The so-called ‘motherhood pay gap' is the impact on long-term earnings that many, if not most, mothers experience when they return to work after having children. Many who are trying to balance childcare and earning a living opt for flexible or part-time work. But this shift to flexi-work is still frequently made incompatible with highly skilled or senior positions. This is costly to women, employers and economies.
Lija Wilson experienced the difficulty of finding flexible, executive-level work after having kids in her late thirties. The Australian marketer thought that job sharing – two people sharing a single role – could enable people like her to continue working at their experience level, and pursue other responsibilities and interests in their time away from work.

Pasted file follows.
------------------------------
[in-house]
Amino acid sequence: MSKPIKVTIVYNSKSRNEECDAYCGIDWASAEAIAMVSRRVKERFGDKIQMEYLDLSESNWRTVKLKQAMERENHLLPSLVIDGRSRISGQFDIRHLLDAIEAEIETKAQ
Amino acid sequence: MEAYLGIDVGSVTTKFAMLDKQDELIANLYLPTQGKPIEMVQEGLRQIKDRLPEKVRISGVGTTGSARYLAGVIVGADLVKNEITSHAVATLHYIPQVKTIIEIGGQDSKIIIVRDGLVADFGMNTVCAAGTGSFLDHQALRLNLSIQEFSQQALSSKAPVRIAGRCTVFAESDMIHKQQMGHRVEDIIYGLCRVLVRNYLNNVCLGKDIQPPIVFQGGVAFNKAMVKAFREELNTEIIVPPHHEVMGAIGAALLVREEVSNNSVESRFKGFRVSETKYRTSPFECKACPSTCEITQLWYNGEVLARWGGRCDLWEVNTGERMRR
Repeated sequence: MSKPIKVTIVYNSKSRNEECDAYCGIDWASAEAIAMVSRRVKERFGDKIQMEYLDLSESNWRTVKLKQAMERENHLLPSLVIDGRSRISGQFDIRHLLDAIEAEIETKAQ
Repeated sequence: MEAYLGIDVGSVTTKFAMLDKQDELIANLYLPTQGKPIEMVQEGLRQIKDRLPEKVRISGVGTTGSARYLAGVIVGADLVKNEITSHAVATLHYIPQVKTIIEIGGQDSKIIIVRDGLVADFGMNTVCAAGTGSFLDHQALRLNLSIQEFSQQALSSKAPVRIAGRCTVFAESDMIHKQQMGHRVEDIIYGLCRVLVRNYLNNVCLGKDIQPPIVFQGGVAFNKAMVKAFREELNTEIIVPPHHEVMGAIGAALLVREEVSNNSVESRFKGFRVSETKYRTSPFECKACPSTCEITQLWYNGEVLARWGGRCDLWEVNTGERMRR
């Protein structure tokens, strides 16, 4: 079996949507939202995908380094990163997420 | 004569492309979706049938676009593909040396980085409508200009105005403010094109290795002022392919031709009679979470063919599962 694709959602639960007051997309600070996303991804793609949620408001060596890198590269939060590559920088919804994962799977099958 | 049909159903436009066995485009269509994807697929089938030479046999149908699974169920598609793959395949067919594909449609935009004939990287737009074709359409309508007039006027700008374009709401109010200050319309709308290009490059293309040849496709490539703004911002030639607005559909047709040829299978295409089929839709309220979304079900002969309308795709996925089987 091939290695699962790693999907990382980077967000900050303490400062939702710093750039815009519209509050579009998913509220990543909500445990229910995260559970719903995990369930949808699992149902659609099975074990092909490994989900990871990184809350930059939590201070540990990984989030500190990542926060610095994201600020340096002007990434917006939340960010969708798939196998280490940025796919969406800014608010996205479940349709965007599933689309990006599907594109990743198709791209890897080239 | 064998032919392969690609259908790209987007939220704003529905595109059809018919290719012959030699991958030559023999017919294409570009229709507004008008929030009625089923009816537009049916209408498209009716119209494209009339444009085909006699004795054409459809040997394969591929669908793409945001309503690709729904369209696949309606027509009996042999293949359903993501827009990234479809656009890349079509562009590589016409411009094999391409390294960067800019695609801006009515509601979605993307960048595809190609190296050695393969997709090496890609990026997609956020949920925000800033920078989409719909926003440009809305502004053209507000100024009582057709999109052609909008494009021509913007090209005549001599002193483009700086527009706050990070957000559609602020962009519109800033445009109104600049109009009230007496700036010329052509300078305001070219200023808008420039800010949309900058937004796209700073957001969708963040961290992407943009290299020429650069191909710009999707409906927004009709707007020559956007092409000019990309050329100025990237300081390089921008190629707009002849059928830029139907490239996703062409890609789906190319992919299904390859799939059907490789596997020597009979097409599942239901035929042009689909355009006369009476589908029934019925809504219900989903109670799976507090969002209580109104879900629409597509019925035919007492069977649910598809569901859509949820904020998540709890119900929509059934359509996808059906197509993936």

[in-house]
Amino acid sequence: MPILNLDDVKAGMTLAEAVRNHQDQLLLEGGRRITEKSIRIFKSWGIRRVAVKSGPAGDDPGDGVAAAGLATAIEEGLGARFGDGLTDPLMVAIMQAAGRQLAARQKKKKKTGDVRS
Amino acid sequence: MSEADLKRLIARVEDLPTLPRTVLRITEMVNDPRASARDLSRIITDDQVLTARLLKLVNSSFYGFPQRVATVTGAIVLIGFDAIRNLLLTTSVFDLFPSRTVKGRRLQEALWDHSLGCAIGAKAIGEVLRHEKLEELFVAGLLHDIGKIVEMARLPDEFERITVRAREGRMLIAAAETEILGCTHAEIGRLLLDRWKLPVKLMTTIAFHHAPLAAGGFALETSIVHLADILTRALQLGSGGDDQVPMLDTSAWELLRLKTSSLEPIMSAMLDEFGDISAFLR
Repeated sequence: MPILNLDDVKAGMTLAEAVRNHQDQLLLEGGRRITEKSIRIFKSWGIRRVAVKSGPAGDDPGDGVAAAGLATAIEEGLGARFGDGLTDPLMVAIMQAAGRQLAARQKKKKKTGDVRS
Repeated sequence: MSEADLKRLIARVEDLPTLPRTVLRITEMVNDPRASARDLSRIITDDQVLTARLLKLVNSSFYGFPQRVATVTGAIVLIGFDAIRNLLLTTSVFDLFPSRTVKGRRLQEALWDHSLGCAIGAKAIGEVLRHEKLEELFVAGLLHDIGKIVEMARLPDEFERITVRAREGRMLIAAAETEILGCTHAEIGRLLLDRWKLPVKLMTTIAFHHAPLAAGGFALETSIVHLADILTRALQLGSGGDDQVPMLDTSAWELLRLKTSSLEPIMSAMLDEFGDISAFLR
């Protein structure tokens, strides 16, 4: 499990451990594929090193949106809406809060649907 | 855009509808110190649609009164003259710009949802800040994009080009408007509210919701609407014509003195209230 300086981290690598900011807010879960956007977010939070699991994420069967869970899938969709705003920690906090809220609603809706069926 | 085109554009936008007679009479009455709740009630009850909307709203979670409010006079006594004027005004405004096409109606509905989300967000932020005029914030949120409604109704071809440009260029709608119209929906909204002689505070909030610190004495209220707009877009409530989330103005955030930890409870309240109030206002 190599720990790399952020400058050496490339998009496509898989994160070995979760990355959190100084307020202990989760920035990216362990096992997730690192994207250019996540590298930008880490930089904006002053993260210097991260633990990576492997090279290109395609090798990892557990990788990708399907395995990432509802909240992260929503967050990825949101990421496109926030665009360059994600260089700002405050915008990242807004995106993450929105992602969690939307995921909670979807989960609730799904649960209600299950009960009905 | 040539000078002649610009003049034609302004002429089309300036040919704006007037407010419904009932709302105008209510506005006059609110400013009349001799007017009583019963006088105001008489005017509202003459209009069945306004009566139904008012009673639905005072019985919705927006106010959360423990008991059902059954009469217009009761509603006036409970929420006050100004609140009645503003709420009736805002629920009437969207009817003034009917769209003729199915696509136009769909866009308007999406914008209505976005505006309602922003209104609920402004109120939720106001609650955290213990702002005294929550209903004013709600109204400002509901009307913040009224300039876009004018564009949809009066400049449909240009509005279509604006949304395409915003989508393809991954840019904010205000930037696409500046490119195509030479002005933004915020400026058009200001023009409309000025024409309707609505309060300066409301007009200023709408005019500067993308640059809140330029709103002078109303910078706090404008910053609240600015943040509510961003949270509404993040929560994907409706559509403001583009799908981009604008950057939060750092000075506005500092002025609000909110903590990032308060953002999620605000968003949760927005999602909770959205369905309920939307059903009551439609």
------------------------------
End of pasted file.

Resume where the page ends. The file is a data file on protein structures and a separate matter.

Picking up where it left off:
In 2017, with the help of ex-colleague Mike Hill, she launched Puffling, an online platform, which matches job seekers with similar skillsets (if it sounds a bit like a dating app, you’re right – that was the site’s model). Puffling enables these pairs of workers to apply to employers that are willing to consider job shares for certain roles. It was immediately flooded with interest from women.
Researchers tell BBC that quality part-time work, like job shares, can be a good solution for working parents. But it’s not an instant fix: until more men start taking up flexible work options, stigma and disadvantage will always accompany part-time work. “It’s not a magic bullet,” says Dr Heejung Chung, of Kent University. “Mechanisms to change perceptions need to be there, too.